4. Finally, there is the Barenboim master class six-part video series on the Beethoven Sonatas. (A complete list of the videos can be found here.) Barenboim talks about rubato, legato, how content determines speed, the sense of well-being that comes from tensionless playing, and how the performer should always go from the standpoint of the ear because the ear knows everything and remembers everything. Six hours of video and fifty years insight from Daniel Barenboim, priceless.

Happy listening!

Diving Back Into the Big Pieces


Piano (Photo credit: MagnuZ)

Somewhere along the way, in my early 20s, I made the mistake of relying on a teacher to pass down the precise details of technique, fingering, pedaling, phrasing, and ultimately interpretation as I learned new repertoire. When I got a wonderful fingering for a section of the coda of Chopin’s 4th Ballade, it was like getting a special family recipe handed down from my great-grandmother. An unusual syncopated pedaling in the last movement of the Waldstein Sonata identified me of a member of a particular teacher’s studio. Many pianists even make a game of tracing their piano teacher lineage (What a burden to have to bear!… You studied with someone who studied with someone who studied with Beethoven?)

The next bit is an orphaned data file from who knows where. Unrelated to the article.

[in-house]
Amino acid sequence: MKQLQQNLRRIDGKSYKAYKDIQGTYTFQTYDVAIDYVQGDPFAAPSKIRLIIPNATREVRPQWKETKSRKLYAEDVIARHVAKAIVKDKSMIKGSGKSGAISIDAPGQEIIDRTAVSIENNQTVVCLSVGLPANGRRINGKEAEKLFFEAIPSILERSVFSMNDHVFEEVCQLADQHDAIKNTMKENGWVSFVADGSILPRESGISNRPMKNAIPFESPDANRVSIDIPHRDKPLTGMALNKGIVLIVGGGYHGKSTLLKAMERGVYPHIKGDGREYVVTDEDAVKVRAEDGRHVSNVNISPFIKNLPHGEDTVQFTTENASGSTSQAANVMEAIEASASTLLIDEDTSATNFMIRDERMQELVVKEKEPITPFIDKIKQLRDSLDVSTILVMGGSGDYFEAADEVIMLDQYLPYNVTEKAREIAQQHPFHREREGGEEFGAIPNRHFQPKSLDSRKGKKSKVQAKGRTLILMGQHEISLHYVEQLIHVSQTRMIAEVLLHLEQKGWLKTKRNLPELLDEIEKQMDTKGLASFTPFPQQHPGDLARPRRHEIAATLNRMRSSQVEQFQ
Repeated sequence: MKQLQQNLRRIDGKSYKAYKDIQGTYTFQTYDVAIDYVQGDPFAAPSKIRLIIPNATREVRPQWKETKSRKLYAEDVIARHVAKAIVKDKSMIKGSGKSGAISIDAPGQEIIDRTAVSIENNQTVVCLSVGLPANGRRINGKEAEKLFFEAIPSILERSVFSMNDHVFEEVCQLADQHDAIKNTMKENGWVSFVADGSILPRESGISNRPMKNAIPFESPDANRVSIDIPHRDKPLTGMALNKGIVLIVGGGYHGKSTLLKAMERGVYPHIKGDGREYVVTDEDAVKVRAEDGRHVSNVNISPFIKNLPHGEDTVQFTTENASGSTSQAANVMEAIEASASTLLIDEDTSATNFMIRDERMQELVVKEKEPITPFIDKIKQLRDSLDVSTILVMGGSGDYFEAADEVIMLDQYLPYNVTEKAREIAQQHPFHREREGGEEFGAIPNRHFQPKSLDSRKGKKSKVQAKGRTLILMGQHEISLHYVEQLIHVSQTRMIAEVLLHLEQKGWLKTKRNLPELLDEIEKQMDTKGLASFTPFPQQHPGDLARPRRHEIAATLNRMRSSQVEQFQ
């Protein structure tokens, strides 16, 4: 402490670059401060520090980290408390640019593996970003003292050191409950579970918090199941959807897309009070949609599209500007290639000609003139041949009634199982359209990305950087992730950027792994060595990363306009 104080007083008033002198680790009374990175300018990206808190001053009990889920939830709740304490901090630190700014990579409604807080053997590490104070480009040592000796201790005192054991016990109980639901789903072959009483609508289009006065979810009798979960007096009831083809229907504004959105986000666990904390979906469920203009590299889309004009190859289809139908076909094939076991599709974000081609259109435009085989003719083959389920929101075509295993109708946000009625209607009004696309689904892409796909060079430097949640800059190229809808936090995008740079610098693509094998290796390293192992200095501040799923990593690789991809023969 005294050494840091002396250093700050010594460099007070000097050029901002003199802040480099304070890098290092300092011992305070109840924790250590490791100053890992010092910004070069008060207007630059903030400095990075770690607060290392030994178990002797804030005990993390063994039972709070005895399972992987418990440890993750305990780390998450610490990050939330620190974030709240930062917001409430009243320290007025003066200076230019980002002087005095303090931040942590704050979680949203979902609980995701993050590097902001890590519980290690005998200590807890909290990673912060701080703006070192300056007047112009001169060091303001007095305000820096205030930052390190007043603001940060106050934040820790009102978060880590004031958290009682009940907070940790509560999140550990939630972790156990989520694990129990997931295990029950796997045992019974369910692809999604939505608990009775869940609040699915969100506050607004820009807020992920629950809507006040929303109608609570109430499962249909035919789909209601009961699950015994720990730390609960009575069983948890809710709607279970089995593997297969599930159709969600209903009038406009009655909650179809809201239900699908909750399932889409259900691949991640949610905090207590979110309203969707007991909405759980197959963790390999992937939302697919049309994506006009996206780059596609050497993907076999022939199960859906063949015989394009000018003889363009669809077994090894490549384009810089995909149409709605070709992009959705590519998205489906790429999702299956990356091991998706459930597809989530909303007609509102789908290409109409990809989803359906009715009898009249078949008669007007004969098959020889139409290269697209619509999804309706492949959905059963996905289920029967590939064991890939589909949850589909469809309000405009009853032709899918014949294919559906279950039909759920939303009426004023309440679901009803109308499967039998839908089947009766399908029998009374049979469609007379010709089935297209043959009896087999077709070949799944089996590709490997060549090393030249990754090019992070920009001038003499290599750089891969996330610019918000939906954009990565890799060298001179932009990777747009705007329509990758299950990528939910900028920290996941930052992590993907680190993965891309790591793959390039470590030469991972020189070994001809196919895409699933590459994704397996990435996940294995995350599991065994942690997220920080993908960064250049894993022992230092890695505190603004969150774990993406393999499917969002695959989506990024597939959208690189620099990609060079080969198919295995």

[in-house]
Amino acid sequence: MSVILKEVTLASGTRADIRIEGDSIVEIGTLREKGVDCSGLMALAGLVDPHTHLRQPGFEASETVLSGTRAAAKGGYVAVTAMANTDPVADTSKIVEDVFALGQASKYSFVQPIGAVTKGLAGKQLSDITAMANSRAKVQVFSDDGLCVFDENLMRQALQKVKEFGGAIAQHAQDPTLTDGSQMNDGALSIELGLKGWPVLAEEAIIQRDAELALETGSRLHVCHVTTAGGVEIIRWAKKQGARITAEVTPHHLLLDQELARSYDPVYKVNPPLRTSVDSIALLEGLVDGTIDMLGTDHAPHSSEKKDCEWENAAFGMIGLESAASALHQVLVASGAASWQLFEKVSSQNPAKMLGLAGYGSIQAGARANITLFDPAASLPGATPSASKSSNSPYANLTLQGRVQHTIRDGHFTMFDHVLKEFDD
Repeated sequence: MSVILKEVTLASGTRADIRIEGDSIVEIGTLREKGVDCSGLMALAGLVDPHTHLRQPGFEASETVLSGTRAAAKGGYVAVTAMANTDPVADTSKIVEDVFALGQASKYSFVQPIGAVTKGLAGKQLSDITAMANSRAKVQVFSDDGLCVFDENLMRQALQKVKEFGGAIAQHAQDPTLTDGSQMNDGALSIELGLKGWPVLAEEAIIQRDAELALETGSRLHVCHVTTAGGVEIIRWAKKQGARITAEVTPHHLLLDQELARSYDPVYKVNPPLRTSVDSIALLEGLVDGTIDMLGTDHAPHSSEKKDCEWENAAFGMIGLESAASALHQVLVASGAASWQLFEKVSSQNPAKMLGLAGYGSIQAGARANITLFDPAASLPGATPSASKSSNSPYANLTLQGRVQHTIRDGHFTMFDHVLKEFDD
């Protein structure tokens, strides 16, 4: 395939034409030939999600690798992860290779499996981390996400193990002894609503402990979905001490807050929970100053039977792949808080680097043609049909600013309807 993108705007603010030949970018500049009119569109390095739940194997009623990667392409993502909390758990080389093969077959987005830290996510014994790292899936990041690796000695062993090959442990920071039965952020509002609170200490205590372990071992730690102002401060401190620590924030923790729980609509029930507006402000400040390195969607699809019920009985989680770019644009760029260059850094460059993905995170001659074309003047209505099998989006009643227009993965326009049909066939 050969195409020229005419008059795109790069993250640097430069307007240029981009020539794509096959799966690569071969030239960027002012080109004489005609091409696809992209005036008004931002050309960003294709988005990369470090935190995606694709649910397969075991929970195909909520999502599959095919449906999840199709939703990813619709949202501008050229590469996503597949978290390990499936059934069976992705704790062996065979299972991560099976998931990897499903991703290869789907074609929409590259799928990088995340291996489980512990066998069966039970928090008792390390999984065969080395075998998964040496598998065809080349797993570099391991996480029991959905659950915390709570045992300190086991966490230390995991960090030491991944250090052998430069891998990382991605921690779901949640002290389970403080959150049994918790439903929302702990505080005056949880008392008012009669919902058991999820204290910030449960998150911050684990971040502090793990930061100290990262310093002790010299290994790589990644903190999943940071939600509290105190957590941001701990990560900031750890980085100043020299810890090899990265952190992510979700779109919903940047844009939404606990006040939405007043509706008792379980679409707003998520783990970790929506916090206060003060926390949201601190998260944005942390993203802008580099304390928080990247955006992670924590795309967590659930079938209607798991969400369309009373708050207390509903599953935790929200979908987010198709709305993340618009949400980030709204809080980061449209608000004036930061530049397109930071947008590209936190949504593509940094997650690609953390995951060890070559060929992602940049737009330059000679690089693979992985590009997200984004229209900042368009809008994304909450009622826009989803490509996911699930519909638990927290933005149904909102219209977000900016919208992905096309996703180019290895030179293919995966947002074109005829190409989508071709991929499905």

But what happens when a student leaves the comfort of the conservatory nest and doesn’t have a teacher coaching and demonstrating the repertoire every step of the way? Are they prepared to tackle a large piece and polish it to performance level on their own?

I wasn’t. At least I thought I wasn’t.